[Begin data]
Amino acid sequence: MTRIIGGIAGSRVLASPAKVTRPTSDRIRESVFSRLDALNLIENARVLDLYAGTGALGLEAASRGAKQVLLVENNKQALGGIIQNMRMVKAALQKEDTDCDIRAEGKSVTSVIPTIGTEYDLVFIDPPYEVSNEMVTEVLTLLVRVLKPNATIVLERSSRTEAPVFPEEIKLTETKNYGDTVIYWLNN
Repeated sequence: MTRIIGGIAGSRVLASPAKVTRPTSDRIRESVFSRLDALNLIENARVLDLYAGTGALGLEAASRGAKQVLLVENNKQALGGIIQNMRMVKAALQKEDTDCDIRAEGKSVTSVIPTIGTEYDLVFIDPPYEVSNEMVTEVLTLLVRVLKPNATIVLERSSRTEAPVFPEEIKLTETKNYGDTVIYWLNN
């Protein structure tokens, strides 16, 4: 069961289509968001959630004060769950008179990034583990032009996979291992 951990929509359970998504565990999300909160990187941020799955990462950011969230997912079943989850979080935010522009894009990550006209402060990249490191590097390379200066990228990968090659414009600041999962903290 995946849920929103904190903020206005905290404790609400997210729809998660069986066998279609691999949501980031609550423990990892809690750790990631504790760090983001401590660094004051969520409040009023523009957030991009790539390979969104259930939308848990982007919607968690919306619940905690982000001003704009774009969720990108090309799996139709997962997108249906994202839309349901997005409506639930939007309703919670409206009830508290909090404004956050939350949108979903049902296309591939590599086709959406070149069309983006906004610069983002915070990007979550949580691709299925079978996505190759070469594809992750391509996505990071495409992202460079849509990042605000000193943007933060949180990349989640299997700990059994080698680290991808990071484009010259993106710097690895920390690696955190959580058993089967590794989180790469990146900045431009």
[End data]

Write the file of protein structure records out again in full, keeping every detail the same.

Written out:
Amino acid sequence: MTRIIGGIAGSRVLASPAKVTRPTSDRIRESVFSRLDALNLIENARVLDLYAGTGALGLEAASRGAKQVLLVENNKQALGGIIQNMRMVKAALQKEDTDCDIRAEGKSVTSVIPTIGTEYDLVFIDPPYEVSNEMVTEVLTLLVRVLKPNATIVLERSSRTEAPVFPEEIKLTETKNYGDTVIYWLNN
Repeated sequence: MTRIIGGIAGSRVLASPAKVTRPTSDRIRESVFSRLDALNLIENARVLDLYAGTGALGLEAASRGAKQVLLVENNKQALGGIIQNMRMVKAALQKEDTDCDIRAEGKSVTSVIPTIGTEYDLVFIDPPYEVSNEMVTEVLTLLVRVLKPNATIVLERSSRTEAPVFPEEIKLTETKNYGDTVIYWLNN
């Protein structure tokens, strides 16, 4: 069961289509968001959630004060769950008179990034583990032009996979291992 951990929509359970998504565990999300909160990187941020799955990462950011969230997912079943989850979080935010522009894009990550006209402060990249490191590097390379200066990228990968090659414009600041999962903290 995946849920929103904190903020206005905290404790609400997210729809998660069986066998279609691999949501980031609550423990990892809690750790990631504790760090983001401590660094004051969520409040009023523009957030991009790539390979969104259930939308848990982007919607968690919306619940905690982000001003704009774009969720990108090309799996139709997962997108249906994202839309349901997005409506639930939007309703919670409206009830508290909090404004956050939350949108979903049902296309591939590599086709959406070149069309983006906004610069983002915070990007979550949580691709299925079978996505190759070469594809992750391509996505990071495409992202460079849509990042605000000193943007933060949180990349989640299997700990059994080698680290991808990071484009010259993106710097690895920390690696955190959580058993089967590794989180790469990146900045431009």